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Naked self-interest

22 March 2013 By George Hay

How much capital do banks need? Ask the Basel Committee of global banking supervisors, and it will recommend 3 percent of total bank assets. Ask tougher observers like the UK’s banking commission, and you’ll hear 4 percent. But ask Anat Admati and Martin Hellwig, the economists behind “The Bankers’ New Clothes”, and you’re in for a shock: they’re after 30 percent.

Bankers greet this kind of talk with a bemused shake of the head. Hiking capital, they claim, will just mean cutting the amount of lending in the economy by a proportionate amount. Super-high capital ratios would slash returns on equity to such an extent that banks would struggle to attract new private-sector investors to help increase lending. Ask anyone in the City and they will repeat, as if in a trance, that equity is expensive and pushes up the cost of providing credit.

Admati and Hellwig tackle this argument head on. First, they argue that the idea of capital and lending being in opposition is baloney: capital – which should really be called “equity” to avoid confusion – is in the liability column of banks’ balance sheets. It helps to fund assets – or loans – rather than sitting unused in a box. Banks with more equity can do more lending, not less.

The authors concede that banks’ ROE figures would fall if they had more equity. But any bank maintaining a 30 percent capital ratio will be significantly safer, which means that the cost of that equity should also come down. This is the “Modigliani-Miller” theorem, which states that in an idealised world companies would be indifferent between funding themselves with debt or equity. More loss-absorbing capital should also make it less likely that taxpayers will have to bail banks out.

Admati and Hellwig’s analytical rigour is convincing. So why aren’t banks voluntarily increasing the amount of equity on their balance sheets? The cynical view is that bankers have an incentive to keep capital levels low – less capital means higher returns on equity, and bigger bonuses. They spend plenty of money trying to convince politicians and the general public that equity is expensive. The authors marshal plenty of examples, reminiscent of Charles Ferguson’s depressingly plausible 2011 film Inside Job, documenting how politicians, regulators and bankers are intertwined.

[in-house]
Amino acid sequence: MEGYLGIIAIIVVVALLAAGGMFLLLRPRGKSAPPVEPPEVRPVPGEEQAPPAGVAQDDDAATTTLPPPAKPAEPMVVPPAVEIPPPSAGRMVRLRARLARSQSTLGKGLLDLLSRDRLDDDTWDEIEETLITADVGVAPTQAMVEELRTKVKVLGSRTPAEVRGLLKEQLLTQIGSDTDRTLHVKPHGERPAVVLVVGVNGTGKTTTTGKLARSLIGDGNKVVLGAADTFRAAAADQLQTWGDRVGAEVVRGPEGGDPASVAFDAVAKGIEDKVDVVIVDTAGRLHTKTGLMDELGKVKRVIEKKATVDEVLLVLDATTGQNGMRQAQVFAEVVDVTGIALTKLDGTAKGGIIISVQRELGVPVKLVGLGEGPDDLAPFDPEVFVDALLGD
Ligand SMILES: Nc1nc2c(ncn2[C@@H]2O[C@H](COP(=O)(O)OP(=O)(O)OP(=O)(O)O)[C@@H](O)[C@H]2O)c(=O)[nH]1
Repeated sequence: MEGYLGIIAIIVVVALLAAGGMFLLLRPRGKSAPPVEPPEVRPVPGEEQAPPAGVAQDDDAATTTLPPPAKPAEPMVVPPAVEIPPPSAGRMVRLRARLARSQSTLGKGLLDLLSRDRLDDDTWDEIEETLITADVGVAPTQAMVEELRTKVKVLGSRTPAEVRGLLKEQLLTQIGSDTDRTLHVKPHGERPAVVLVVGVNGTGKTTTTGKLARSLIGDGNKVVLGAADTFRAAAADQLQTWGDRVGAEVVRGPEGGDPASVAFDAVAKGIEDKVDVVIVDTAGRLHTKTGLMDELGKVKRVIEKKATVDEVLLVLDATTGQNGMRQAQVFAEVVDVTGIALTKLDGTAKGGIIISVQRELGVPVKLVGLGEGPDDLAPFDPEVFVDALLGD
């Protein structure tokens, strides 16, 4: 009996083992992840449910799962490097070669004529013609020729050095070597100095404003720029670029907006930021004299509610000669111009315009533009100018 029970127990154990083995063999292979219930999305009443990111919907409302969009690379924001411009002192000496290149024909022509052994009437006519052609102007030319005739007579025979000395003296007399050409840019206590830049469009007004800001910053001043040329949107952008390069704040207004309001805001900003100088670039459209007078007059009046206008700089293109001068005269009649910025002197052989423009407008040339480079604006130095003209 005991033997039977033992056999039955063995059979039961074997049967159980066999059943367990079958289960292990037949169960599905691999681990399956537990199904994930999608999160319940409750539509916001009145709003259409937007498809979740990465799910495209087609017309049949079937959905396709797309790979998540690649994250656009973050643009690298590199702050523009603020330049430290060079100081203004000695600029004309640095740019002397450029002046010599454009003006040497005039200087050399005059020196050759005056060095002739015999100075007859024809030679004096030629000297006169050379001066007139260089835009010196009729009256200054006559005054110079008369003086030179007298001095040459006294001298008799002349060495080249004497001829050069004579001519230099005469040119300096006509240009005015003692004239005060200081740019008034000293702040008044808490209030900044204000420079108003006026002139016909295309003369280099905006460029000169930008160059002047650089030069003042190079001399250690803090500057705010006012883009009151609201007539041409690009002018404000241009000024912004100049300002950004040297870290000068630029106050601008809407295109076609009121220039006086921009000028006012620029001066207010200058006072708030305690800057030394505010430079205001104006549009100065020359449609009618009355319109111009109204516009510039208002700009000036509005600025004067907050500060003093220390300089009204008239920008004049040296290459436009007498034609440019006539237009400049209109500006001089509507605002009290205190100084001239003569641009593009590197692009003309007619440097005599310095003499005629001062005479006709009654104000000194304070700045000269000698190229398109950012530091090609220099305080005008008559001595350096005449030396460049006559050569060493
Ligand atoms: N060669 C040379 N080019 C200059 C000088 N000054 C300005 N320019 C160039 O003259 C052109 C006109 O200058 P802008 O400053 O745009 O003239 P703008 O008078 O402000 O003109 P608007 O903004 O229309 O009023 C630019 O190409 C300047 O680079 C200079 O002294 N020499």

But the argument for dramatic increases in equity faces a more fundamental problem. Banks are not necessarily subject to the normal dynamic, whereby debt becomes more costly as banks become more leveraged – and therefore more risky. Instead, taxpayer subsidies that mean big banks are bailed out in a crisis give them an incentive to borrow as much as possible. In the authors’ own analogy, banks are like homebuyers who put down tiny deposits on their houses but know they will get rescued by a rich auntie if anything goes wrong.

The problem for Admati and Hellwig is that this means bankers’ objections have some logic. Adding more equity reduces the proportion of their loans that can be financed with artificially cheap debt. That’s bad for bonuses and shareholders, but also for small businesses and families striving to get onto the housing ladder: their borrowing costs may go up.

There’s something rotten about this status quo, though. Even if the system enables cheaper loans, it also means bank shareholders and employees are protected from facing the consequences of their risky behaviour: taxpayers – the rich aunties – are on the hook. When bankers dismiss higher equity levels they are cynically and opportunistically confusing their private gains with what’s good for society. They are like a chemical firm carping about the cost of insuring against potential losses from toxic spillages it has itself caused.

The value of “The Bankers’ New Clothes” is that it sets all this out in clear and accessible terms over little more than 200 pages, without cutting corners: the notes alone are over half as long. The problem is how to get the banking firmament from where it is now to where Admati and Hellwig think it needs to be. The authors’ preference – bans on dividends to shareholders and forcible state restructurings of weaker banks – would require politicians willing to not only take on Wall Street but also explain why cheap financing shouldn’t be extended to the poor and why potentially more taxpayer money needs to go into the financial sector. The authors’ hard line on capital means they also underplay regulatory reforms that are already under way: supervisors have made some progress in safely winding up failing institutions, and while new Basel III rules may have only trebled capital requirements from a wholly inadequate starting point, they are better than nothing.

That doesn’t mean Admati and Hellwig are any less right in their analysis of banks’ failings. But the sad truth is that when confronted with a choice between a freestanding banking system and one which periodically blows up but enables artificially low borrowing rates, politicians will tend to choose the latter. That means low bank equity – and overpaid bankers – could be around for a while yet.


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